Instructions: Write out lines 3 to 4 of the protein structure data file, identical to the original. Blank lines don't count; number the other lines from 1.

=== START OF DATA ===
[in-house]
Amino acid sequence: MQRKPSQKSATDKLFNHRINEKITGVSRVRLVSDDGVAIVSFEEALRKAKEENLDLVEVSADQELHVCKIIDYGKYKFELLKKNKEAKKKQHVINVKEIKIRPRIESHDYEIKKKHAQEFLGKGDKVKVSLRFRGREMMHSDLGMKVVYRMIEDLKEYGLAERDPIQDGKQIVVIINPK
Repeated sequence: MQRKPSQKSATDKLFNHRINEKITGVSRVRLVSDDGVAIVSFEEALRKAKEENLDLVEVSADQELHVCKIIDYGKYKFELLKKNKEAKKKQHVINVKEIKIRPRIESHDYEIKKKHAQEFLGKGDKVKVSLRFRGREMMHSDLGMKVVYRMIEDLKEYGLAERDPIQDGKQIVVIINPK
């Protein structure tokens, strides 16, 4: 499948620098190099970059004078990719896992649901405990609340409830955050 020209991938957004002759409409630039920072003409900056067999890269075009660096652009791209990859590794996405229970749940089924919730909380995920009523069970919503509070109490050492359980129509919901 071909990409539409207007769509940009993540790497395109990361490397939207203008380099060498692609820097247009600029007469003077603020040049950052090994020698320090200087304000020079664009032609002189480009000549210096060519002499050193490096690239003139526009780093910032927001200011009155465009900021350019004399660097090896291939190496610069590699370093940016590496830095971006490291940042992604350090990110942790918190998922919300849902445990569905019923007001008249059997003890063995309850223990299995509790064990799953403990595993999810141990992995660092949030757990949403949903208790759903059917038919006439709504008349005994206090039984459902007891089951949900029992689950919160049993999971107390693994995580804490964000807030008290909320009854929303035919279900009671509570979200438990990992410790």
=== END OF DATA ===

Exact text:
Repeated sequence: MQRKPSQKSATDKLFNHRINEKITGVSRVRLVSDDGVAIVSFEEALRKAKEENLDLVEVSADQELHVCKIIDYGKYKFELLKKNKEAKKKQHVINVKEIKIRPRIESHDYEIKKKHAQEFLGKGDKVKVSLRFRGREMMHSDLGMKVVYRMIEDLKEYGLAERDPIQDGKQIVVIINPK
């Protein structure tokens, strides 16, 4: 499948620098190099970059004078990719896992649901405990609340409830955050 020209991938957004002759409409630039920072003409900056067999890269075009660096652009791209990859590794996405229970749940089924919730909380995920009523069970919503509070109490050492359980129509919901 071909990409539409207007769509940009993540790497395109990361490397939207203008380099060498692609820097247009600029007469003077603020040049950052090994020698320090200087304000020079664009032609002189480009000549210096060519002499050193490096690239003139526009780093910032927001200011009155465009900021350019004399660097090896291939190496610069590699370093940016590496830095971006490291940042992604350090990110942790918190998922919300849902445990569905019923007001008249059997003890063995309850223990299995509790064990799953403990595993999810141990992995660092949030757990949403949903208790759903059917038919006439709504008349005994206090039984459902007891089951949900029992689950919160049993999971107390693994995580804490964000807030008290909320009854929303035919279900009671509570979200438990990992410790």